Plantronics ColorPlus: Notes
The Plantronics ColorPlus is one of the first attempts at a CGA-compatible video card with additional functionality. In this case, the extra functionality is a doubled colour depth in graphics modes. That is, where a normal CGA can do 320×200 in 4 colours or 640×200 in 2, a ColorPlus can do 320×200 in 16 colours and 640×200 in 4.
The ColorPlus will plug into an 8-bit or 16-bit ISA slot. It uses the following system resources:
- 32k of RAM at address 0B8000h for the frame buffer.
- I/O addresses 03D0h-03DFh.
Physically, the ColorPlus is composed of two full-length ISA cards. The bottom card has the video output connector, plus CGA-compatible connectors for composite video and the light pen. The top card contains the font ROM (a 2732 chip with 4k of memory), five jumpers, and a printer port.
Like the CGA, the ColorPlus has no clock crystal; it relies on the Oscillator signal from the ISA bus.
There are two external connectors - a DB25 parallel printer port, and a and a DE9 socket with the same pinout as CGA:
- Horizontal sync
- Vertical sync
The two headers on the back of the card are:
- A 4-pin header for composite video output:
- Pin 1 is +12V
- Pin 2 is not present
- Pin 3 is composite video
- Pin 4 is ground
- A 6-pin header for a light-pen:
- Pin 1 is light pen input
- Pin 2 is not present
- Pin 3 is the light pen switch input
- Pin 4 is logic ground
- Pin 5 is +5V
- Pin 6 is +12V
The jumpers behave as follows:
Printer port base address. If the jumper is fitted, 0x378 (LPT2). If not, 0x278 (LPT1).
- WJ2 / WJ3
If the font ROM is a 2732, putting a jumper on WJ2 will disable it, and moving the jumper to WJ3 will enable it. This isn't particularly useful.
If, however, the font ROM were to be replaced with a 9264 (like the font ROMs on the original IBM CGA and MDA) then this jumper would combine with WJ4 / WJ5 below to select one of four fonts in the ROM.
On my card, neither WJ2 nor WJ3 have jumper pins; instead, a wire is permanently soldered across WJ3.
2732 and 9264 pinouts (9264 deduced from a USENET post, not verified):
2732 9264 +---v---+ +---v---+ A7 - |01 24| - Vcc A7 - |01 24| - Vcc A6 - |02 23| - A8 A6 - |02 23| - A8 A5 - |03 22| - A9 A5 - |03 22| - A9 A4 - |04 21| - A11 A4 - |04 21| - A12 A3 - |05 20| - /CE, Vpp A3 - |05 20| - /OE A2 - |06 19| - A10 A2 - |06 19| - A10 A1 - |07 18| - /OE A1 - |07 18| - A11 A0 - |08 17| - D7 A0 - |08 17| - D7 D0 - |09 16| - D6 D0 - |09 16| - D6 D1 - |10 15| - D5 D1 - |10 15| - D5 D2 - |11 14| - D4 D2 - |11 14| - D4 GND - |12 13| - D3 GND - |12 13| - D3 +-------+ +-------+
- WJ4 / WJ5
- Font select: controls the A11 pin on the font ROM (or the A12 pin if it's a 9264). Putting the jumper on WJ4 will pull the line high (thick font); putting it on WJ5 will pull it low (thin font).
There are also jumpers, or positions for them, on the back card. The behaviour of these is pure guesswork from following PCB traces; on the card I have, they are all hardwired to 'jumper present' and I haven't experimented with changing any of them.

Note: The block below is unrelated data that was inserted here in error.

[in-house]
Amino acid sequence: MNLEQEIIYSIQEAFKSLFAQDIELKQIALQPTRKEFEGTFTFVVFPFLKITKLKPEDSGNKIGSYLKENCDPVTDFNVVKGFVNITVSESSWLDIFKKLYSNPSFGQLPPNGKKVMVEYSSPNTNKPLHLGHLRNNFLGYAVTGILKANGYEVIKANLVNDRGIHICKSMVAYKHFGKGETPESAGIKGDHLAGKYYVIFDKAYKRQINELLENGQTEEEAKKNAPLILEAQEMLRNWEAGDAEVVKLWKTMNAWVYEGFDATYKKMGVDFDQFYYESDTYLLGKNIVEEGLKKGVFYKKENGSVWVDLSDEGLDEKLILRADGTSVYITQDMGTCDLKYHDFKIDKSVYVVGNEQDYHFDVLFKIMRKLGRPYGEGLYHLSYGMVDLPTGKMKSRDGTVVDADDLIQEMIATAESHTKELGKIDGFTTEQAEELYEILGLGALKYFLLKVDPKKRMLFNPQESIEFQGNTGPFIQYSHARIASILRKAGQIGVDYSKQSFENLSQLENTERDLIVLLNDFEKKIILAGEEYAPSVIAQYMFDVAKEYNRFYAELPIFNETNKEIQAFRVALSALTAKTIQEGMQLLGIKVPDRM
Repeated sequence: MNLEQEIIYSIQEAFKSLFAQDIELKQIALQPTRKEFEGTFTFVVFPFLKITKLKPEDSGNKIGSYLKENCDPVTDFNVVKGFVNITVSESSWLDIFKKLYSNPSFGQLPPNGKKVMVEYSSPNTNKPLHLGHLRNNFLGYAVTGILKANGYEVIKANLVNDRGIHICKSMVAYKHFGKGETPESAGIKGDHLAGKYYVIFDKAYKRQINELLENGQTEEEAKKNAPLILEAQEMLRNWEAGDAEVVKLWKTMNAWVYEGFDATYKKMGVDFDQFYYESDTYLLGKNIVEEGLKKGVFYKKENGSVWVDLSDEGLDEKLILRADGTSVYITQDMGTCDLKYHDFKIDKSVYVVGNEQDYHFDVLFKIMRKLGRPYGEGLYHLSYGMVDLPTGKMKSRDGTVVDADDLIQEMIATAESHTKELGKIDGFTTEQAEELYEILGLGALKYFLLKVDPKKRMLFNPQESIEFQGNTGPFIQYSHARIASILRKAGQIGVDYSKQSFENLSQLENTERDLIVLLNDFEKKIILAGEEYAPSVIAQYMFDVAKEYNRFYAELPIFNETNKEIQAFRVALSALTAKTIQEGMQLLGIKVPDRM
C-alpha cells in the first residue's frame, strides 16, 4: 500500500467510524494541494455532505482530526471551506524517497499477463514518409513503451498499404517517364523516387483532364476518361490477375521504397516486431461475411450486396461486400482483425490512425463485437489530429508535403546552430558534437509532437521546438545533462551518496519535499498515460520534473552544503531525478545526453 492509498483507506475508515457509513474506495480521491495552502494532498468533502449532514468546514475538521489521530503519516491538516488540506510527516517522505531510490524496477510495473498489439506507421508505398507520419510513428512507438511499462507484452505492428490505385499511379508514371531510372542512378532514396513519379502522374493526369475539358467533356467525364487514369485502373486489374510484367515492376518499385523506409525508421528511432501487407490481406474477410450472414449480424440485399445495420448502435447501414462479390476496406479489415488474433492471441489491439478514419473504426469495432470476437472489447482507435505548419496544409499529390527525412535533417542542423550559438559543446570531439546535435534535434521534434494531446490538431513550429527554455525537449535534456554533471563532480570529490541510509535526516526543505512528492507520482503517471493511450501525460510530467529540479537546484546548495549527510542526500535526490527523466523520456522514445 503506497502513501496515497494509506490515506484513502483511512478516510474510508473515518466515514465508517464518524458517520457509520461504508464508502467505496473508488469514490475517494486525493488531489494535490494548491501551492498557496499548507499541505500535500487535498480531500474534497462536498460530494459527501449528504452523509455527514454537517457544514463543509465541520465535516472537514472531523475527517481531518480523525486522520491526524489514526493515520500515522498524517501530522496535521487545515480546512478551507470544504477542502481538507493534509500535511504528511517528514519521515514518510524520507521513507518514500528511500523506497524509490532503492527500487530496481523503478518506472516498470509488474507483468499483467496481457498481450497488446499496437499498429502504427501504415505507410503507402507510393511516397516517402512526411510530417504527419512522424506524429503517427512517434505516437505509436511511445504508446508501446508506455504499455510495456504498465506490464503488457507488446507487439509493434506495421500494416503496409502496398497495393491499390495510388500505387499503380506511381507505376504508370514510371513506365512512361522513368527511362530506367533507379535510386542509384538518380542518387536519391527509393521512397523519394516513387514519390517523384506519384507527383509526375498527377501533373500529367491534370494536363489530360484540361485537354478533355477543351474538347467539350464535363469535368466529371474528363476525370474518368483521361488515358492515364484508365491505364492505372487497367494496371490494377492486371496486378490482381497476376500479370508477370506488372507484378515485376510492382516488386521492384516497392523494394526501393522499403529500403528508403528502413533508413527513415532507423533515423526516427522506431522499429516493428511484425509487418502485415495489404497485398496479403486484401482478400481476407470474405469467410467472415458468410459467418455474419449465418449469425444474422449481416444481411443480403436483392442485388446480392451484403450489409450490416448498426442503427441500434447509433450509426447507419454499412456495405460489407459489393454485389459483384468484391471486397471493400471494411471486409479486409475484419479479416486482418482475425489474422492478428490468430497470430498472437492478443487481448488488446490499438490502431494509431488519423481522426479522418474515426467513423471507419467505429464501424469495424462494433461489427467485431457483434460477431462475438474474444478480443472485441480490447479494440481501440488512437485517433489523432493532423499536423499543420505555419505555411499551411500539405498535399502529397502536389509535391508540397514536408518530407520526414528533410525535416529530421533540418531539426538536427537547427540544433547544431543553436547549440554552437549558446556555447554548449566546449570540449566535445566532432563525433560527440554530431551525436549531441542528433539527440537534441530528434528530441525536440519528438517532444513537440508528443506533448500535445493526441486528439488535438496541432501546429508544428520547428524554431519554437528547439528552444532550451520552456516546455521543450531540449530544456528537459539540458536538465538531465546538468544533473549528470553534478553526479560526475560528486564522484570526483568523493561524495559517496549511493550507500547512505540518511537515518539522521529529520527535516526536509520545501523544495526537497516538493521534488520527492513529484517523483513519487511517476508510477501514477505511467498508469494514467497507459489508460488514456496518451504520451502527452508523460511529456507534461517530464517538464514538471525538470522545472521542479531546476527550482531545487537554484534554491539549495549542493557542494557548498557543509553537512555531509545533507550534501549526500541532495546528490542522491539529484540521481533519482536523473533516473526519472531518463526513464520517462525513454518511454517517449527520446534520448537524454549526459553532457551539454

- I/O base address. If jumper present, 03D0h. If jumper absent, 01D0h.
- Memory base address. If jumper present, 0B800h. If jumper absent, 0A800h.
At system startup, the card behaves like a normal CGA. It also supports two extra video modes using the full 32k of video RAM: 320×200 in 16 colours or 640×200 mode in 4 colours. The font displayed is very similar to the original IBM:
The extra graphics modes are selected by switching to a normal graphics mode, and then writing to port 03DDh. Bits 4, 5 and 6 are used:
- Bit 4: 320×200 16-colour mode.
- The first plane (normally at 0B8000h) provides the red (even bits) and green (odd bits) values. The second (normally at 0BC000h) provides blue (even bits) and intensity (odd bits).
- Bit 5: 640×200 4-colour mode.
- The first plane (normally at 0B8000h) provides the red bits; the second (normally at 0BC000h) provides the green bits. As in the normal 320×200 4-colour mode, the colour select register can switch to magenta/cyan/white or red/cyan/white palettes.
- Bit 6: Swap planes
- If one of the two-plane modes is in use, this swaps the two planes over, so that the second plane appears at 0B8000h and the first at 0BC000h.
If bits 4 and 5 are reset, you get normal CGA mode. If they're both set, 320×200 mode takes precedence.
The extra video modes were not widely supported, but some pieces of software did / do make use of them:
- CompuShow supports the 320×200 16-colour mode.
- GEM drivers are available for the 640×200 4-colour video mode.
Although the extra video modes were not widely used, they were implemented by a few CGA-compatible video cards:
- The Paradise EGA 480 chipset (when set to emulate CGA rather EGA). This is the chipset used in the Amstrad PC1640.
- The ATI Graphics Solution (aka the "Small Wonder").
- According to Total Hardware 99, the Tandy 250-3045, 250-3045A and 250-3048 graphics cards supported the extra modes. It is possible that these were based on the same ATI or Paradise chipsets.
John Elliott 28 March 2015